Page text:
Savate offers kickboxing with soles

2007-02-13

Savate Kick Boxing
Savate Kickboxing

Yann Sanchez is a first-degree black belt in judo who doesn't believe in being limited to one discipline. So, he co-founded MultiDou, a unique multidiscipline dojo near Shinjuku, with Bruno Malik in January 2005. It offers 10 different martial arts and activities that include kickboxing, freefight, krav maga and savate (pronounced savat), which he has also studied, as well as fitness boxing, Brazilian jujitsu, judo, aikido, yoga and capoeira. Needless to say, some of these disciplines are a rare find in the Land of the Rising Sun. Sanchez tells Fitness Japan about one such rare gem - savate.

Q: What is savate and what does it involve?

A: Savate, also called French boxing, literally means 'shoe.' It is the only kickboxing style that uses shoes in the ring. As in kickboxing, savate uses kicking techniques as well as punching techniques (there are no knee techniques) but the number of techniques is much more important in savate. You find forms of kicks and punches that don't exist in other boxing sports, making savate one of the most technical forms of boxing there is. Targeting and hitting your opponent's entire body with the hands or feet (hitting with the tibia is not allowed) is permitted except for behind and on the top of the head.

Q: How was savate developed and where does it come from?

A: Savate was created in Paris, France in the beginning of the 19th century. Its creation is attributed in part to Michael Casseux who spent a lot of his time studying the techniques of hoodlums and street fighters. Casseux defined and categorized these fighting techniques and then taught them to the rich and other members of high society, thus popularizing the art. What once began as a bunch of street fighting techniques for hoodlums became a systematic method of fighting for well-off elites.

Charles Lecour, Michael Casseux's best student, dreamed of perfecting the art of savate. One day Lecour fought with a well-known boxer, Owen Swift. It was at this time that Lecour decided to include the hand techniques from English boxing.

Q: Other than wearing shoes, what else is unique about this kickboxing art?

A: Since the spirit of savate is "touching without being touched," you won't see opponents grappling each other. Instead, they work at getting to one another with fast moves, striking with various techniques in combination and then moving away, making savate a very fluid boxing style.

You will not only find techniques in savate for making contact with an opponent from a short and medium distance, but also from long a distance, using elaborate steps and flying techniques. This makes savate a very pleasant boxing style to look at, as well. As it is full of complex combinations of techniques mixing short-, medium- and long-distance, punches and kicks, high, low, straight, side, turning and flying techniques, savate is a very fascinating sport to learn.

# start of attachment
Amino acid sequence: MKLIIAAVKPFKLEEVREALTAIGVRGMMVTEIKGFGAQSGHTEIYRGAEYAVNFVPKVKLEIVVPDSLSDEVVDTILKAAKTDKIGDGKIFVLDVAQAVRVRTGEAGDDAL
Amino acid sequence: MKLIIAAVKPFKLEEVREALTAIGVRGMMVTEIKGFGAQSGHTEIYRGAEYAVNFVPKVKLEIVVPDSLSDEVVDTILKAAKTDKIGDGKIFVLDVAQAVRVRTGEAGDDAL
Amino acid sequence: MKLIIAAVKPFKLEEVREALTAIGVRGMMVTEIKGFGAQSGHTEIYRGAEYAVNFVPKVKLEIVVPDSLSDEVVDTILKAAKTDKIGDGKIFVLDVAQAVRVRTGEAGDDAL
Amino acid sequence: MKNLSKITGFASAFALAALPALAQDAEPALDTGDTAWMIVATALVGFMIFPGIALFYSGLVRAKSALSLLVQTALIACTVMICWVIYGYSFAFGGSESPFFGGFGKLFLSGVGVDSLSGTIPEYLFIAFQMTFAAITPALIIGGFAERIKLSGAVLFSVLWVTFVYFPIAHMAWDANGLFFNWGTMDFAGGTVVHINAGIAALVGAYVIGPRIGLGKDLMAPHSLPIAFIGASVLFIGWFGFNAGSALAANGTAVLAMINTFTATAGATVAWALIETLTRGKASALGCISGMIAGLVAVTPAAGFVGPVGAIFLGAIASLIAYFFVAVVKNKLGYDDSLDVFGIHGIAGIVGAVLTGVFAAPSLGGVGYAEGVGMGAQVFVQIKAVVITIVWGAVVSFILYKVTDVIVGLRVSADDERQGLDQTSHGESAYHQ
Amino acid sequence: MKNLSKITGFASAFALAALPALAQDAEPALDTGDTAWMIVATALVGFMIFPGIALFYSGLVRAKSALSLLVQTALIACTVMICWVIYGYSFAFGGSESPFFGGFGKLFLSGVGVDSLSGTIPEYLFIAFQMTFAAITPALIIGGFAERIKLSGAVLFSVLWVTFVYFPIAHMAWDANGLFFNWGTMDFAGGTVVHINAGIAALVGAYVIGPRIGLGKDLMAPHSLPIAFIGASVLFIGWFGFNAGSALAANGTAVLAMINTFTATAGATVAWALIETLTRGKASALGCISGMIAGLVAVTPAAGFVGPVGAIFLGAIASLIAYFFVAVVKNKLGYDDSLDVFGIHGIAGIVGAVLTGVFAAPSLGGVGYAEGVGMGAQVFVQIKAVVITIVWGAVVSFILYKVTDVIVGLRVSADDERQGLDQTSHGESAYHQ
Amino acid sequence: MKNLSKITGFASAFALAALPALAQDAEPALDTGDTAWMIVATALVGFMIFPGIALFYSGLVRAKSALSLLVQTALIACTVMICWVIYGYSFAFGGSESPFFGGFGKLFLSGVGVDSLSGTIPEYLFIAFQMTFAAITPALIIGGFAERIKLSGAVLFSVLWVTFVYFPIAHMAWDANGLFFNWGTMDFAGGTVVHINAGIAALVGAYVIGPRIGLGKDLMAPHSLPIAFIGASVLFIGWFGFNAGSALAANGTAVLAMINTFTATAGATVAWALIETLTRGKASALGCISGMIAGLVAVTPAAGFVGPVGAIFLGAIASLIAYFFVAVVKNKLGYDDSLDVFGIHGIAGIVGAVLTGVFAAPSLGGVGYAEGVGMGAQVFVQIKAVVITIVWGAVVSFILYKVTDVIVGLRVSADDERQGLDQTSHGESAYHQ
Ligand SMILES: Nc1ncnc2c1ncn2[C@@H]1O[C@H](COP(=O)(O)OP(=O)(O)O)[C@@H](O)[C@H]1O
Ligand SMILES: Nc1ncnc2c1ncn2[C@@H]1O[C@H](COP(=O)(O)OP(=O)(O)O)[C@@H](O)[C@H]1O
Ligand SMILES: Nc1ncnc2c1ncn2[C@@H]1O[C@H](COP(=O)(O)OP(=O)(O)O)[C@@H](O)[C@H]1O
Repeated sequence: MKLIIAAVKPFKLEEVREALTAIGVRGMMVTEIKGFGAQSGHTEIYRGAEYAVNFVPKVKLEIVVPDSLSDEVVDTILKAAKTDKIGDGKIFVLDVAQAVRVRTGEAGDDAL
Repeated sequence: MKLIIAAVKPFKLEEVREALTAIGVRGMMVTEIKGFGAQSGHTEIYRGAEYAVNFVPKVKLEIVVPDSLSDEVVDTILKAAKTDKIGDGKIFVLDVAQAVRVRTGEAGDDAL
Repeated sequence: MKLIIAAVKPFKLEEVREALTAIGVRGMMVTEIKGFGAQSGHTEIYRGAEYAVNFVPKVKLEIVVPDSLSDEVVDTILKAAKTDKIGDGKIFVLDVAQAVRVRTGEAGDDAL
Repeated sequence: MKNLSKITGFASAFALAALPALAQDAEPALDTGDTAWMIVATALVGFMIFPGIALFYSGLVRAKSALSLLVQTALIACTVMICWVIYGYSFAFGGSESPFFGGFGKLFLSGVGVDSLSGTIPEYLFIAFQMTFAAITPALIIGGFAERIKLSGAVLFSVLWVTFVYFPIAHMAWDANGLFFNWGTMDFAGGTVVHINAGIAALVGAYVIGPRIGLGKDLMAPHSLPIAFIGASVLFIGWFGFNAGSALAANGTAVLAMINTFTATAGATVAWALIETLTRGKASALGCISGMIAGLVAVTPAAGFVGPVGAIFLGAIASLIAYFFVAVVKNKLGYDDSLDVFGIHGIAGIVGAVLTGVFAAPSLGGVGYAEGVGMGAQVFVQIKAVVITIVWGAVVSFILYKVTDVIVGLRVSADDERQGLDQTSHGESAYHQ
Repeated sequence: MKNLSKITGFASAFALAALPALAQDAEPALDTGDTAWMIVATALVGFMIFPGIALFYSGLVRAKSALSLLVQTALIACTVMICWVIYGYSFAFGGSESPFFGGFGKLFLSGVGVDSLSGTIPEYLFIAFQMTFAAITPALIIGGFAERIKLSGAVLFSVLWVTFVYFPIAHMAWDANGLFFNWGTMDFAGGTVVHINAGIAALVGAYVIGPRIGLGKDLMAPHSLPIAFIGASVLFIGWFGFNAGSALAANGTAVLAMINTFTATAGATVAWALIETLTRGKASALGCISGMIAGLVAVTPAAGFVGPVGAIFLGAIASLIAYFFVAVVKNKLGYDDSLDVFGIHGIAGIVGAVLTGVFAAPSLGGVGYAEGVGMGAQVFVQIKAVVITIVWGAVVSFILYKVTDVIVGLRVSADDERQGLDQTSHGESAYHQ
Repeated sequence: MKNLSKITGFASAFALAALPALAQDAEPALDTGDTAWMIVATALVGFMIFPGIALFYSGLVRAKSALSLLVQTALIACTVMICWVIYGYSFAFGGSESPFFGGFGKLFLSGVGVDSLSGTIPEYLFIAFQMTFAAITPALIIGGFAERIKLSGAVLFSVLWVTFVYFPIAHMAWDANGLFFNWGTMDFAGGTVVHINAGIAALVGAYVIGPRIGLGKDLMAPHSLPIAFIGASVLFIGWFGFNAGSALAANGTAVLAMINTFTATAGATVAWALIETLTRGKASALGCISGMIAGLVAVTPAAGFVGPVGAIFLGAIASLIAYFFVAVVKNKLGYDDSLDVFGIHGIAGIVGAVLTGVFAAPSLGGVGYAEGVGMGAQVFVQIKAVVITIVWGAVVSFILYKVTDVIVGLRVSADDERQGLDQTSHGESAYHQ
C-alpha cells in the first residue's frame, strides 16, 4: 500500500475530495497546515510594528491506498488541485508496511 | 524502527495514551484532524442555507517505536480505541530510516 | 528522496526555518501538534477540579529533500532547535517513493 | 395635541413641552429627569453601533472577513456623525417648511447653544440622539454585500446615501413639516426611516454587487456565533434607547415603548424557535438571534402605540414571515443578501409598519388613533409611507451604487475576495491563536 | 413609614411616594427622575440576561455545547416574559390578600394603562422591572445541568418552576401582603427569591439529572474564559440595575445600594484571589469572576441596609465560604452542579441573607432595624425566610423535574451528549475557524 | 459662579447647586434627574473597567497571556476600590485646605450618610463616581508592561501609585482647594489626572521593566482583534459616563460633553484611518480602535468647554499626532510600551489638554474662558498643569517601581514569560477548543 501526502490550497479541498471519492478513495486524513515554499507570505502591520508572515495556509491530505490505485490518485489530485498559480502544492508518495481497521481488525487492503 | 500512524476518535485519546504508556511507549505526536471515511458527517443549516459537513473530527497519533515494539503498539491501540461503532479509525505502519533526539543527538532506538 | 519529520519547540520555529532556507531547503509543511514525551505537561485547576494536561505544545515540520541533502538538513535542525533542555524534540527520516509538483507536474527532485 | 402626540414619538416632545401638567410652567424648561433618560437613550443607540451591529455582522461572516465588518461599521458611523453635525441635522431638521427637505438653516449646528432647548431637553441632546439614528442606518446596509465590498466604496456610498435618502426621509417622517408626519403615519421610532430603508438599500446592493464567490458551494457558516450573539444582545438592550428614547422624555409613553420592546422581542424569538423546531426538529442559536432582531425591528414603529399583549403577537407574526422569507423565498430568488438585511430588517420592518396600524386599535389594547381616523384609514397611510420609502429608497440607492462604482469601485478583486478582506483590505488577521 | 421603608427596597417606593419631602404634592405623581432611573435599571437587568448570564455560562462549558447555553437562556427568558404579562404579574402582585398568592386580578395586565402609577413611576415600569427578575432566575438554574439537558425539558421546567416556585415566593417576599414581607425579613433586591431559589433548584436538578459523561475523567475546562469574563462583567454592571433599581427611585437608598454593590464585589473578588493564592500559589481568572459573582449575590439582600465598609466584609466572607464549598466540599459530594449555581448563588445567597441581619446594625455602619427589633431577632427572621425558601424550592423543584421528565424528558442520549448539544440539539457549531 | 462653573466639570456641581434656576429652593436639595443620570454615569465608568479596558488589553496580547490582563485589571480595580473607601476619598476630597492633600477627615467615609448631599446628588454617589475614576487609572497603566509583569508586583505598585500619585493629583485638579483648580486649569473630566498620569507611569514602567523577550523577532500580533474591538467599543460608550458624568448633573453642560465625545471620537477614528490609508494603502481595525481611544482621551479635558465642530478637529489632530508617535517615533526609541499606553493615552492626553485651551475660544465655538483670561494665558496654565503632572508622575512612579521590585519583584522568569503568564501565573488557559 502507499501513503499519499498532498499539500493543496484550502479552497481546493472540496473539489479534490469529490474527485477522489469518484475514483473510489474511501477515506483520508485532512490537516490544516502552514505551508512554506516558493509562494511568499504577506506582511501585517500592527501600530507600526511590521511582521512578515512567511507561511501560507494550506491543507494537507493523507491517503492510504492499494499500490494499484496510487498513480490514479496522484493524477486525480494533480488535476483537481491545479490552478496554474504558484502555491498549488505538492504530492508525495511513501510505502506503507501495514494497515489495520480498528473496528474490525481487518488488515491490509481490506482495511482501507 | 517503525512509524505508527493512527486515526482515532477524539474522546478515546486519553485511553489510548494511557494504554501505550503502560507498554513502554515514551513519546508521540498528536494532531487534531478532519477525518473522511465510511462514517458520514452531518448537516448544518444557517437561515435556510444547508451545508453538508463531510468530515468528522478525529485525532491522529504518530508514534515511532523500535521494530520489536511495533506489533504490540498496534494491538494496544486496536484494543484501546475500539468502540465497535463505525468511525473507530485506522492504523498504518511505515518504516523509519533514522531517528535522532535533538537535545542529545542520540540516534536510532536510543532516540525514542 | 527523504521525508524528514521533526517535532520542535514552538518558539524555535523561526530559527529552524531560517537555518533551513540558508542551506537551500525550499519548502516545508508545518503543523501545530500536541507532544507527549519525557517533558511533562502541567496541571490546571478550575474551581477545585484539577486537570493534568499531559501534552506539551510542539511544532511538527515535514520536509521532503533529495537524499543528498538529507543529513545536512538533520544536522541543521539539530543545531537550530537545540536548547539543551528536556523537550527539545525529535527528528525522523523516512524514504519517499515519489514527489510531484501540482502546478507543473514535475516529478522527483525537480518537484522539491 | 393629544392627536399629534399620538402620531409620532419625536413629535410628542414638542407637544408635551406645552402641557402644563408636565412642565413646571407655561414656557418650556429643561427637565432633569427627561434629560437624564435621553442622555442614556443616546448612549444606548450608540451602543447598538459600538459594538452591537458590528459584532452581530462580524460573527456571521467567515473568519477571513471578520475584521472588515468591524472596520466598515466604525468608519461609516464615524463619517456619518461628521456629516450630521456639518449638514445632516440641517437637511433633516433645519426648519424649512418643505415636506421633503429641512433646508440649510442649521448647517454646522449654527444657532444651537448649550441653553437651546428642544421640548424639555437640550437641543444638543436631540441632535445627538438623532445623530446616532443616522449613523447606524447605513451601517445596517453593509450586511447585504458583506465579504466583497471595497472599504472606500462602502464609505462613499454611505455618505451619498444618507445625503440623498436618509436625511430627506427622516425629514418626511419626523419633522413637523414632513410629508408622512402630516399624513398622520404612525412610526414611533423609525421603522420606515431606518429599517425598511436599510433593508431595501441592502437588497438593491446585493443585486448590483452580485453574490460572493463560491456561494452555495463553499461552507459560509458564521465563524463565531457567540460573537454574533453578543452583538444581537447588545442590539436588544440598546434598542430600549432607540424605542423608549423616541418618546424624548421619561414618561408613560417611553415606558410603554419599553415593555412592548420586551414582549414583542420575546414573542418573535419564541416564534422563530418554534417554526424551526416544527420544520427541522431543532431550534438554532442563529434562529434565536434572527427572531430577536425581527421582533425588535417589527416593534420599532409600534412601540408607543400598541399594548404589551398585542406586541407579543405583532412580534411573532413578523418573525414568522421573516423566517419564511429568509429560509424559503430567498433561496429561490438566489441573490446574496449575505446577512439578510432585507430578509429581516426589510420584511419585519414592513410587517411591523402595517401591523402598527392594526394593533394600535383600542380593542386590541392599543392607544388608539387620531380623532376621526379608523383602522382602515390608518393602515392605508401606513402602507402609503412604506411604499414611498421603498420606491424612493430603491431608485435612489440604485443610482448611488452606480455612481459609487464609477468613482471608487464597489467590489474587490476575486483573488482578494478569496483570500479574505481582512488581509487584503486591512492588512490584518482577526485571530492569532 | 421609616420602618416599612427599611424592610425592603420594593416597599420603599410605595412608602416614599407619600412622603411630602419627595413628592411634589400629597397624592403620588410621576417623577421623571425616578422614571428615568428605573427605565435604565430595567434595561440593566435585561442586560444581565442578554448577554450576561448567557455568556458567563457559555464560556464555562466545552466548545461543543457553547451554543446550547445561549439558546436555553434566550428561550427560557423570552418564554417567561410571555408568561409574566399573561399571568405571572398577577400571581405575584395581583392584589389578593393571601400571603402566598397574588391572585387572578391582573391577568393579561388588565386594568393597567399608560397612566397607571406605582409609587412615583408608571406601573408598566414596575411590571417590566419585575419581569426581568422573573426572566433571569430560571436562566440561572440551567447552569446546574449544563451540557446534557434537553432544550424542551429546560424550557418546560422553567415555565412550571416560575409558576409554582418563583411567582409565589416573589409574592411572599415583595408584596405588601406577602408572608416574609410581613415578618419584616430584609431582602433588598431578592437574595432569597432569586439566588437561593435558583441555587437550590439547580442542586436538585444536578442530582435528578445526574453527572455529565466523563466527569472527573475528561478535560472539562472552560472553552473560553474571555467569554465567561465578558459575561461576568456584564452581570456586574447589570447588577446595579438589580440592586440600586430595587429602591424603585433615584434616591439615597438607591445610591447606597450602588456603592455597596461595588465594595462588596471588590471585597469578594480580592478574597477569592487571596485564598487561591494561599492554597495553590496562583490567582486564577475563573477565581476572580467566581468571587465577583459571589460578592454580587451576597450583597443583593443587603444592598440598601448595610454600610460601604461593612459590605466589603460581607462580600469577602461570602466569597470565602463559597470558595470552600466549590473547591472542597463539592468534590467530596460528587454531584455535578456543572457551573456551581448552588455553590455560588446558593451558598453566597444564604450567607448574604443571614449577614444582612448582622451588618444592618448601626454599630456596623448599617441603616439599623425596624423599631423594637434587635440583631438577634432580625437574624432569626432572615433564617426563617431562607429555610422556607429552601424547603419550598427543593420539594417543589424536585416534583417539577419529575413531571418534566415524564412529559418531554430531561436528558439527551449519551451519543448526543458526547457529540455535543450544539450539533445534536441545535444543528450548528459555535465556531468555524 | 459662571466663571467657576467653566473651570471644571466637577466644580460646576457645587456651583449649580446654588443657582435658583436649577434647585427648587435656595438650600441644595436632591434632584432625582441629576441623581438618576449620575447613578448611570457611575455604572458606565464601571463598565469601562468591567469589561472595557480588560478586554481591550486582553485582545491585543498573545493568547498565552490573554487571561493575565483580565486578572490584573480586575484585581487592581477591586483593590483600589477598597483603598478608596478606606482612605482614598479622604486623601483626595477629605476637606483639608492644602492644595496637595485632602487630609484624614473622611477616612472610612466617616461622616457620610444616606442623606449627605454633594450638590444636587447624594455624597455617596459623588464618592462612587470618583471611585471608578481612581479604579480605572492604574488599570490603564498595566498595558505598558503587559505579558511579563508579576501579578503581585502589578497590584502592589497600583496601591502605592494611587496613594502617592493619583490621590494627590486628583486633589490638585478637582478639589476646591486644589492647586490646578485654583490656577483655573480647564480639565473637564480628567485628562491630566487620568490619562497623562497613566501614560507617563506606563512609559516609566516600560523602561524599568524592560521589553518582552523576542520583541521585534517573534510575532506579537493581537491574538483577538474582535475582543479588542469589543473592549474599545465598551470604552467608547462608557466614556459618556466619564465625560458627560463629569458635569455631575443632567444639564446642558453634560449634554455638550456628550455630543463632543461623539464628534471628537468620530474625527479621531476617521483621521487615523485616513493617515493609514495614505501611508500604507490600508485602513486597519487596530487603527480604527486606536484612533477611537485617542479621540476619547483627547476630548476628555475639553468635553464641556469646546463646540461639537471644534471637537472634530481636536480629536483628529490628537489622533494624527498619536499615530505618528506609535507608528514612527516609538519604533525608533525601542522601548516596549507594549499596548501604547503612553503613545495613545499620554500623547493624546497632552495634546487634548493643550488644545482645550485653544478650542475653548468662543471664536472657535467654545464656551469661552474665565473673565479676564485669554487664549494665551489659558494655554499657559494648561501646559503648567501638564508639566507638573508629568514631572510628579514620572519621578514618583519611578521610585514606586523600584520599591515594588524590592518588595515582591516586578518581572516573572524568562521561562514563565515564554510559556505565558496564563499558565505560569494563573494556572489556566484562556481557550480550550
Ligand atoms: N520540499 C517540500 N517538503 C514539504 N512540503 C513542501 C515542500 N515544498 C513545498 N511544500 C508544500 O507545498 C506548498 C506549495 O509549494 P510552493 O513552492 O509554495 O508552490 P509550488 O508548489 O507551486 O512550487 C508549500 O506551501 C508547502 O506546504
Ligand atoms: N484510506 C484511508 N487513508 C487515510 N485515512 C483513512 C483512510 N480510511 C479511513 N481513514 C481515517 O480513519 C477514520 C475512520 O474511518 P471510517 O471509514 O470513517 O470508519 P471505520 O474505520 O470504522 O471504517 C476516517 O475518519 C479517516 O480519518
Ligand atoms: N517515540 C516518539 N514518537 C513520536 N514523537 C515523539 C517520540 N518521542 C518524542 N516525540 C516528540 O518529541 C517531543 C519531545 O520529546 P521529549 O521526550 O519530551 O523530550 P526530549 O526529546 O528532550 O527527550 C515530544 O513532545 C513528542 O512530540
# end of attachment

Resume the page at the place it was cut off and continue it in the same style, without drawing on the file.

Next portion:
Q: How is savate practiced as a sport today?

There are three types of fighting in savate: duo, "assaut," or attack, and combat. Duo is a technical show of combinations. In assaut, fighters are judged based on their techniques during the fight and have to control their power. Combat is similar to assaut but fighters use full power.

Q: What are some of the fitness benefits to savate?

A: Due to the numerous punching and kicking techniques that require you to use your whole body, and especially high demands for mobility in order to be able to touch without being touched, savate is a very good activity for getting or staying in shape.

Practicing savate will also increase your stamina, reflexes and capacity for self-defense. Since savate is more technical than other kinds of boxing and it allows for fighting without using your full power, it is a relatively safe sport to learn and practice. It can also be more suitable for women than other types of boxing sports. It is an ideal choice for women interested in practicing boxing for fitness purposes but who prefer to avoid the crudeness sometimes associated with these sports.

Q: Please tell us a little about MultiDou, where savate is offered.

A: MultiDou's dojo concept is to practice different martial arts or activities in a relaxed and motivated atmosphere that can help you improve mind and body. We help our members choose - or mix - these activities to reach their goals, eliminate stress and get in or maintain shape. They can learn a martial art, boxing techniques or how to defend themselves. At MultiDou, everybody can find a way to reach their own goals. Monthly memberships and a ticket system are available and we also offer a free trial lesson. So please don't hesitate to come try!

For more information about savate and other martial arts offered at MultiDou visit: http://www.multidou.com/eng/index_e.php, call: 03-3205-2971 or e-mail: contact@multidou.com. You can also e-mail Yann Sanchez at: yann@multidou.com.



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